TA. The Tangent Approximation
1.
Partial derivatives
Let w
=
f
(x, y) be a function of two variables. Its graph is a surface in xyzspace, as
pictured.
w
Fix a value y
=
yo and just let x vary. You get a function of
one
variable,
(1) w
=
f
(x, yo),
the
partial function
for y
=
yo.
Its graph is a curve in the vertical plane y
=
yo, whose slope at the
point
P where x
=
xo is given by the derivative
d
(2)
f
dx
x
Y
O
,
Or
afl
.
x
xo
(XO,YO)
We call (2) the
partial derivative
of
f
with respect to x at the point (xo, yo); the right side
of (2) is the standard notation for it. The partial derivative is just the ordinary derivative
of the partial function

it is calculated by holding one variable fixed and differentiating
with respect to the other variable. Other notations for this partial derivative are
the first is convenient for including the specific point; the second is common in science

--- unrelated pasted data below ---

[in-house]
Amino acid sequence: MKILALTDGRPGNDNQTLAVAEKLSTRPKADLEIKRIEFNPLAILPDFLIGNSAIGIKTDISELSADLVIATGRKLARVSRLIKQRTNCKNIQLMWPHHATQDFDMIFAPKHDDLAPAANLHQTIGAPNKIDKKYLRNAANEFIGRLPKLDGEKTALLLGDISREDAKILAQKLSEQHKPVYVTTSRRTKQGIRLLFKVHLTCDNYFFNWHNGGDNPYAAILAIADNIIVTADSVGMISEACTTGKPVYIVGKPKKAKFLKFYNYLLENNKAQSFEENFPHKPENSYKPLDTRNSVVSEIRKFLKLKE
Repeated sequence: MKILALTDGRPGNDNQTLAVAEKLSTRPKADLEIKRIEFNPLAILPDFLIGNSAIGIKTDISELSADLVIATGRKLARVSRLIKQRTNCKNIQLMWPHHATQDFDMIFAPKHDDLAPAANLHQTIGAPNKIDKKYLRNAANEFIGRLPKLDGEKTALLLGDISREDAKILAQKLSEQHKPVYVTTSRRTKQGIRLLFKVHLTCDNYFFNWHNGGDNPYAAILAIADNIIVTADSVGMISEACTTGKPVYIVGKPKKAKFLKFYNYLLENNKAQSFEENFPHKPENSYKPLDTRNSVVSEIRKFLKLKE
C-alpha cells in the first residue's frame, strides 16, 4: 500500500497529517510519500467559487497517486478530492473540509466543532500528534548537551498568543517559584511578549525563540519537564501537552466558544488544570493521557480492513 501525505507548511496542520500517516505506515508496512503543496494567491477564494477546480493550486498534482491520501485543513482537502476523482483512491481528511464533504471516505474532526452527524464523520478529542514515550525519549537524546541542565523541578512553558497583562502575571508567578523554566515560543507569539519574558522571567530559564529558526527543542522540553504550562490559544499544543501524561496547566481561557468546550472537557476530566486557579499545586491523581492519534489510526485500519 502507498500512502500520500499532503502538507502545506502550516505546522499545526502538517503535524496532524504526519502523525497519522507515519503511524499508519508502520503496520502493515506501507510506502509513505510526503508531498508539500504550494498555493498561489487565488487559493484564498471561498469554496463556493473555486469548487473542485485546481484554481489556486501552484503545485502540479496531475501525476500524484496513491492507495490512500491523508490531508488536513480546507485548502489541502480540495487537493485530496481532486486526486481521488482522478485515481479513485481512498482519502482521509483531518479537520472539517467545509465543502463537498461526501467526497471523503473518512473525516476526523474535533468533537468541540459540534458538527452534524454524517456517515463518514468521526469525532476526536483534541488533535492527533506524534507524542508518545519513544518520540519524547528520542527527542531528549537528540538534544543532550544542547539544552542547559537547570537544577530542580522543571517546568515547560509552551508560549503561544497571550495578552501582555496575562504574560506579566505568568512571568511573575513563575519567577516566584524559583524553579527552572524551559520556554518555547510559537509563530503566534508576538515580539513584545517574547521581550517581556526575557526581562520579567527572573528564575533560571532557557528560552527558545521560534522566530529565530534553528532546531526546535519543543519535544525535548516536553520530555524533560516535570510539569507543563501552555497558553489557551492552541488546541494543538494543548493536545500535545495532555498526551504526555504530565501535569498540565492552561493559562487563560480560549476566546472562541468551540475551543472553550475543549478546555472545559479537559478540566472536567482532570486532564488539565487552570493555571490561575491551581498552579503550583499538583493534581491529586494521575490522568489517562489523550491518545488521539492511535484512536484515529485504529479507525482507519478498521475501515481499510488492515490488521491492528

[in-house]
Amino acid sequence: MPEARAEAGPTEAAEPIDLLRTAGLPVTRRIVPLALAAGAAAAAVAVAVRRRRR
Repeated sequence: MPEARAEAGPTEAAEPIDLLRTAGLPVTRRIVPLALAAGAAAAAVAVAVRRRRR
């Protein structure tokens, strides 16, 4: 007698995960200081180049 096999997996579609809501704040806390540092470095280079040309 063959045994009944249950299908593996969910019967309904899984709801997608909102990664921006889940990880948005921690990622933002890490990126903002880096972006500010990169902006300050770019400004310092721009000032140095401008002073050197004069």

and engineering, where you are just dealing with relations between variables and don't
mention the function explicitly; the third and fourth indicate the point by just using a
single subscript.
Analogously, fixing x
=
xo and letting y vary, we get the partial function w
=
f
(xo, y),
whose graph lies in the vertical plane x
=
xo, and whose slope at
P is the
partial derivative
off with respect to
y; the notations are
The partial derivatives d
f
ldx and d
f
ldy depend on (xo, yo) and are therefore functions of
x andy.
Written as aw/dx, the partial derivatrive gives the rate of change of w with respect to
x alone, at the point (xo, YO): it tells how fast w is increasing as x increases, when y is held
constant.
For a function of three or more variables, w
=
f
(x, y, z,
. .
.),
we cannot draw graphs any
more, but the idea behind partial differentiation remains the same: to define the partial
derivative with respect to x, for instance, hold all the other variables constant and take the
ordinary derivative with respect to x; the notations are the same as above: